What is Cross-Dressing? - Definition & Psychology

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  • 0:00 Classic Example of…
  • 0:28 Definition of Cross-Dressing
  • 2:02 Types of Cross-Dressing
  • 4:56 Cross-Dressing in the DSM
  • 6:27 Lesson Summary
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Lesson Transcript
Instructor: Duane Cloud

Duane has taught teacher education courses and has a Doctorate in curriculum and instruction. His doctoral dissertation is on ''The Wizard of Oz''.

The practice of wearing the clothing of another gender figures largely in many media, literary, and popular cultural sources. In this lesson we will explore cross-dressing, including its definition, how the practice is viewed differently in Eastern and Western cultures, and the psychology behind it.

Classic Example of Cross-Dressing

The Rocky Horror Picture Show (1975) is one of a variety of films that contain cross-dressing as a strong thematic element. It continues to have a following, years after its production, making the film a cult classic. This kind of film, however, often fails to spell out the facts of the matter when it comes to cross-dressing. In this lesson, we're going to discuss what cross-dressing is and what it isn't.

Definition of Cross-Dressing

Simply put, cross-dressing is the name for the act of a person wearing clothing meant for a different gender. Another term for cross-dressing is transvestitism. Someone who engages in transvestitism is called a transvestite. However, the term transvestite is considered a slur word within some communities. There is a proper way to use both terms in a clinical context, and this is the context in which transvestite is used in the rest of this lesson.

Notice that the stress here is on the way a person dresses, rather than his or her sexual preferences or gender identity. Cross-dressing individuals may be homosexual, heterosexual, or bisexual. Though wearing the clothing of a different sex is part of the behavior of many transgender individuals, it is not necessarily the same as cross-dressing. Transgender describes people who feel that their gender identity is different from their biological sex. When transgender people dress according to their gender identity, it is not necessarily the same as cross-dressing. Some of these factors certainly may overlap and not all sources will agree with the specifics used here.

The clothing included in cross-dressing can technically be anything, but generally involves gender signifiers. These signifiers, such as the color pink, dresses, or revealing clothing are linked strongly in people's minds with their use by one particular gender. Most signifiers in Western culture are female in nature; male clothing is often considered gender-neutral. Because of this, the most visible cross-dressers are male.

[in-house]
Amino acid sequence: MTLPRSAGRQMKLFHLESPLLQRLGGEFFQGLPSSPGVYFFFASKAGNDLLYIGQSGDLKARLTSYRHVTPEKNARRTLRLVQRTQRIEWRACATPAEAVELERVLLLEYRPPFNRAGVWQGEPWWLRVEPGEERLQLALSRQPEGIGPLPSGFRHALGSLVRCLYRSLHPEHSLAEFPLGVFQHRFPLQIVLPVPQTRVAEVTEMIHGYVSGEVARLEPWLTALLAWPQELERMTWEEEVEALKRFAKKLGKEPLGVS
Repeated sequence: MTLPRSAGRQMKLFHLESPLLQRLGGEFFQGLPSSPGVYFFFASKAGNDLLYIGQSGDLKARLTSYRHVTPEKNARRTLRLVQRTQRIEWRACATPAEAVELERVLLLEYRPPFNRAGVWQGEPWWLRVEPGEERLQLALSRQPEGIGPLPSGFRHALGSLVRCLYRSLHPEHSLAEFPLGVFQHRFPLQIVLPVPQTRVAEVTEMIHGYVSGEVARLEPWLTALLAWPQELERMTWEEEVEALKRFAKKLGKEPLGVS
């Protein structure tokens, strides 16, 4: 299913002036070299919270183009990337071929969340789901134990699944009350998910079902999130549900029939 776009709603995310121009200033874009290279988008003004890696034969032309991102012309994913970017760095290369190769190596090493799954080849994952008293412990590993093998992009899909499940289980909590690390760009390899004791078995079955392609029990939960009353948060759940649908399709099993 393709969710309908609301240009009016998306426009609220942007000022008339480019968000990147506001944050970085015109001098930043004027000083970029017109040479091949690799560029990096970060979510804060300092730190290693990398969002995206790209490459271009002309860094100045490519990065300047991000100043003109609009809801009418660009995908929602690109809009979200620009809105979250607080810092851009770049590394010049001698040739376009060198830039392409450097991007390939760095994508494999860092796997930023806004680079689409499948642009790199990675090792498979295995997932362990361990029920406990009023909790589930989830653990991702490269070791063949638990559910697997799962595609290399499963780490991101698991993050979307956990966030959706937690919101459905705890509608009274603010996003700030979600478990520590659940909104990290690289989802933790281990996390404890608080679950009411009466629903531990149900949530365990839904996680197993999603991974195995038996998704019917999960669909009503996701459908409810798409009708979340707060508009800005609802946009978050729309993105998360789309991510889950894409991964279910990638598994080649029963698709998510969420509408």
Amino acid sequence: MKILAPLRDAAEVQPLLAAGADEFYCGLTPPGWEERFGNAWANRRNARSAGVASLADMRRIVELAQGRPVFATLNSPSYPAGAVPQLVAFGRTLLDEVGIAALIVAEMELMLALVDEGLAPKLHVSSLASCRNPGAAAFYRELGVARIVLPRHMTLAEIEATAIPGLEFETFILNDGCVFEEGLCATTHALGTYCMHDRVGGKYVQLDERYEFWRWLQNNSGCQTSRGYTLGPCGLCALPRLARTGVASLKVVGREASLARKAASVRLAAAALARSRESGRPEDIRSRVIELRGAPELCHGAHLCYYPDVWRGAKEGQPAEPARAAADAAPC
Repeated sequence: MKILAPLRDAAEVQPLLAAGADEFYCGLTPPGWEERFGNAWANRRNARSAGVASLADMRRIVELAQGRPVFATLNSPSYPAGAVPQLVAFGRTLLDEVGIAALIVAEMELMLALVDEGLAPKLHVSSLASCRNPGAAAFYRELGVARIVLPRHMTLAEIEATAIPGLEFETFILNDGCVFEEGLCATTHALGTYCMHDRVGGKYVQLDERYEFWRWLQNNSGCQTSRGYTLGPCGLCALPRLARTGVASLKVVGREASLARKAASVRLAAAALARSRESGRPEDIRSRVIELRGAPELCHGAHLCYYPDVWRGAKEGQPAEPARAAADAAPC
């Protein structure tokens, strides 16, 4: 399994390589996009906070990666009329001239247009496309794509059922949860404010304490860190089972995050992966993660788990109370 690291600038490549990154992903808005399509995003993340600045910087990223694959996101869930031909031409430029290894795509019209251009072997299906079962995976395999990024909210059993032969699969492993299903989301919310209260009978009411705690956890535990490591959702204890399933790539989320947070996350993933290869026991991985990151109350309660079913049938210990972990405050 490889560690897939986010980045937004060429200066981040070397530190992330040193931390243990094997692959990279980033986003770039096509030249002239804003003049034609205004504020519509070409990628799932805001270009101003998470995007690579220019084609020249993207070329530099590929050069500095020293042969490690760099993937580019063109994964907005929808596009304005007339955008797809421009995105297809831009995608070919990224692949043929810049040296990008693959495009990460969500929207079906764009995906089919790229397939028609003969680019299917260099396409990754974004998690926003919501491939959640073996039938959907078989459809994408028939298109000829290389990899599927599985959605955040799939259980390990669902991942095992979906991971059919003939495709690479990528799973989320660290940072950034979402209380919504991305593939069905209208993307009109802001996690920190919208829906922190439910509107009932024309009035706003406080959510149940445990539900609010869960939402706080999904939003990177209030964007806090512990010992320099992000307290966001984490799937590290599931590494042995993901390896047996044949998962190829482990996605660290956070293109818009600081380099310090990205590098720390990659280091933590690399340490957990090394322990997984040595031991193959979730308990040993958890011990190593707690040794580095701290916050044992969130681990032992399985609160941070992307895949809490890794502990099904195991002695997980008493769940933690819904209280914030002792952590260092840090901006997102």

Types of Cross-Dressing

If cross-dressers are not gay or transgender, why do they dress as they do? Well, there are a number of reasons, and, for this lesson, we will focus on three of them. The first reason someone may cross-dress is linked to an individual's culture. Not every culture has a distinct line between the two Western genders. Some cultures, like Eastern Indian culture, recognize more than two genders. In India and nearby countries, the Hijra are typically men transitioning into a third gender, neither male nor female. Generally, Hijra form their own communities and have been legally recognized as a third gender in several parts of the East. Further examples of cultural cross-dressing include some Native American cultures that feature men dressing as women for particular rituals and dances.

Some individuals also cross-dress as part of a type of performance art called drag. What differentiates drag from other forms of cross-dressing is that the dressing is part of a show. The performance aspect of this form of cross-dressing involves a variety of different categories of dress, from the casual to the outlandish. A major type of drag is the performance of the drag king or drag queen. A drag king is generally a female who dresses as a male, while a drag queen is a male who dresses as a female. Both king and queen are expected to play their roles in an exaggerated and sexualized manner as part of the performance. Some drag queens prefer the term female impersonator, especially if they impersonate celebrities as part of their performance.

The third major reason a person may choose to cross-dress is because he or she expects to pass as a member of a different gender. Passing is essentially the practice of changing the appearance of one's gender in order to go places one's actual gender is not allowed or expected. The most familiar version of this practice has found its way into stories as that of a woman dressing as a man in order to enter military service, like in the myth and Disney film of Hua Mulan. This practice has been woven into a variety of stories and myths over the years. Notable in history are the charges made against Joan of Arc, one of which included dressing like a man.

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